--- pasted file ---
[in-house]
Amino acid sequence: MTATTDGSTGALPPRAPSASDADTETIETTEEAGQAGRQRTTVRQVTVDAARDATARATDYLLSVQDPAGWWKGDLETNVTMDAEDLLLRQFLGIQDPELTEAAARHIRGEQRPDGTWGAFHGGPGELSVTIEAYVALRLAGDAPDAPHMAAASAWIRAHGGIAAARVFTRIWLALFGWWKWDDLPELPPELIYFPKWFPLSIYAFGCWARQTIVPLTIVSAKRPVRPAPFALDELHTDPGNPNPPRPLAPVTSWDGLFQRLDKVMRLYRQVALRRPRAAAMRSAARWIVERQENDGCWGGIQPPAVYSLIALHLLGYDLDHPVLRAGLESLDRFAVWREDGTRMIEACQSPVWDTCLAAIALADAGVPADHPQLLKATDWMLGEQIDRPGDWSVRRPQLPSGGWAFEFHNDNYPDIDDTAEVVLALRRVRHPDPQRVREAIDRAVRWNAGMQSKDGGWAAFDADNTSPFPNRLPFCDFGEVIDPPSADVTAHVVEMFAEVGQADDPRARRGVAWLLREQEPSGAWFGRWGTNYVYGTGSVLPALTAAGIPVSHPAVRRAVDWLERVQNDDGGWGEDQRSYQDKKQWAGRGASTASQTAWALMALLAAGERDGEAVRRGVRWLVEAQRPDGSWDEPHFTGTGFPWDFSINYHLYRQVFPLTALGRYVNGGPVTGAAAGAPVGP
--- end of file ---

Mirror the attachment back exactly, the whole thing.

[in-house]
Amino acid sequence: MTATTDGSTGALPPRAPSASDADTETIETTEEAGQAGRQRTTVRQVTVDAARDATARATDYLLSVQDPAGWWKGDLETNVTMDAEDLLLRQFLGIQDPELTEAAARHIRGEQRPDGTWGAFHGGPGELSVTIEAYVALRLAGDAPDAPHMAAASAWIRAHGGIAAARVFTRIWLALFGWWKWDDLPELPPELIYFPKWFPLSIYAFGCWARQTIVPLTIVSAKRPVRPAPFALDELHTDPGNPNPPRPLAPVTSWDGLFQRLDKVMRLYRQVALRRPRAAAMRSAARWIVERQENDGCWGGIQPPAVYSLIALHLLGYDLDHPVLRAGLESLDRFAVWREDGTRMIEACQSPVWDTCLAAIALADAGVPADHPQLLKATDWMLGEQIDRPGDWSVRRPQLPSGGWAFEFHNDNYPDIDDTAEVVLALRRVRHPDPQRVREAIDRAVRWNAGMQSKDGGWAAFDADNTSPFPNRLPFCDFGEVIDPPSADVTAHVVEMFAEVGQADDPRARRGVAWLLREQEPSGAWFGRWGTNYVYGTGSVLPALTAAGIPVSHPAVRRAVDWLERVQNDDGGWGEDQRSYQDKKQWAGRGASTASQTAWALMALLAAGERDGEAVRRGVRWLVEAQRPDGSWDEPHFTGTGFPWDFSINYHLYRQVFPLTALGRYVNGGPVTGAAAGAPVGP